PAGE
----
Your Questions, Answered: How (and When!) to Visit the Doctor’s Office Remotely — The Seam

Dr. Dominique Fradin-Read
4 min readJun 30, 2020


In the past few months, though it has felt like a lifetime, we have seen the greatest expansion of telehealth since the first telephone was used to perform doctor-to-patient consults in the late 1950s. With a growing number of providers now offering some form of telephone or video consult to meet the needs of the global pandemic, many patients are left with questions surrounding the use, cost and safety of telehealth visits.

1. When should I use telehealth?

Telehealth medicine can be incredibly convenient and time saving when a patient is in need of a referral to a specialist, requires a quick evaluation and medication prescription, or when unsure if they should seek more emergent medical care. Roughly 30% of emergency room visits are non-urgent. However, patients often inappropriately utilize the ER because they require medical attention after hours or because they lack access to specialists or other providers.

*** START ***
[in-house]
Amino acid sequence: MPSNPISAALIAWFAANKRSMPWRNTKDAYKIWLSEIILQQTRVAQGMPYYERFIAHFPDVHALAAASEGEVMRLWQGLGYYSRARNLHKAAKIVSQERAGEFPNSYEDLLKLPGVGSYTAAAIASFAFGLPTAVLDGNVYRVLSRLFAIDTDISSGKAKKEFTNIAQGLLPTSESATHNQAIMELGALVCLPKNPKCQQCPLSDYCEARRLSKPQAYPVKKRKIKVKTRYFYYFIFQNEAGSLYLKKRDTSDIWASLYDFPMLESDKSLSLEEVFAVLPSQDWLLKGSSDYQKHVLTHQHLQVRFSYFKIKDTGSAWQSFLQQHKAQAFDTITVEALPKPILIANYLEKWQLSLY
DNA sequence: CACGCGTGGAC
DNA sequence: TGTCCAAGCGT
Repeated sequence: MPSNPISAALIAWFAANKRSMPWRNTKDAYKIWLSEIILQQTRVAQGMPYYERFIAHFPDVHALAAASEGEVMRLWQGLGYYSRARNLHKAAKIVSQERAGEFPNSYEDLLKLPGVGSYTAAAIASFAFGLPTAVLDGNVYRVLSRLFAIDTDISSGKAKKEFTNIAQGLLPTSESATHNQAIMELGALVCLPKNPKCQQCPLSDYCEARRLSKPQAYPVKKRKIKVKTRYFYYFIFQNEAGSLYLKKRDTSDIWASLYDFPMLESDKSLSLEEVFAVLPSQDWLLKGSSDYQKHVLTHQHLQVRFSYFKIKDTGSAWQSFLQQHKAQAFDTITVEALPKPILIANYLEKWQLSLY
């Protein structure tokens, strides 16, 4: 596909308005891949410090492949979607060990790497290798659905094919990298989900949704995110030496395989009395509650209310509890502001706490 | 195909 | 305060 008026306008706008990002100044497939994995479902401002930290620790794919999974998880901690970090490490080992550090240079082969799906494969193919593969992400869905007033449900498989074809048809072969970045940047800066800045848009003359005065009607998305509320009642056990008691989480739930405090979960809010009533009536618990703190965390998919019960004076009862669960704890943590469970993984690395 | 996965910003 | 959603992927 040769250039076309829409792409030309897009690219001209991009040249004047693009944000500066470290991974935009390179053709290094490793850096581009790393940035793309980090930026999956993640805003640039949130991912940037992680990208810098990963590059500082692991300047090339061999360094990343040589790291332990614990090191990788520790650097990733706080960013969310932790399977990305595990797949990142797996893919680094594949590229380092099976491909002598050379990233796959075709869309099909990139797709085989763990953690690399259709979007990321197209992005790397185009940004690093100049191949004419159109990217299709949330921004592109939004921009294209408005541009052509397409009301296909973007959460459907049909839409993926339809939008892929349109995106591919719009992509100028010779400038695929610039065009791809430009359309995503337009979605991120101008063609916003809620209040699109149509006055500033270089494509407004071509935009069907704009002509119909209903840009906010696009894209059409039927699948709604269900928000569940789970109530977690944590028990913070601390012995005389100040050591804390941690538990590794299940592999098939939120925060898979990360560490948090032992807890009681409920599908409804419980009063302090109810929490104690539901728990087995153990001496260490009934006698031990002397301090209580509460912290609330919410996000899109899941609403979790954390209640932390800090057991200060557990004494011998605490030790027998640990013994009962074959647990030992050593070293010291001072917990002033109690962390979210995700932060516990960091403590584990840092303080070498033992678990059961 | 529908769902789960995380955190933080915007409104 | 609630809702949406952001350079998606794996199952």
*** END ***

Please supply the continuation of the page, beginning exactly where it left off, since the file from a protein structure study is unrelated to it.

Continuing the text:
With the expanse of nurse help lines and video calls available through many insurance providers, telehealth can serve as the first line of triage and potentially prevent an unnecessary visit to an emergency department or urgent care. The ability to obtain immediate access to a medical provider can aid in proper referral for further evaluation. In some instances, the convenient access to telehealth is the reason that a patient will seek medical help when they otherwise might forgo a visit to the doctor due to cost, time and distance to care. This is alarmingly apparent in rural areas with a 23% higher mortality rate than its urban counterparts and higher rates of preventable ER visits and hospital stays.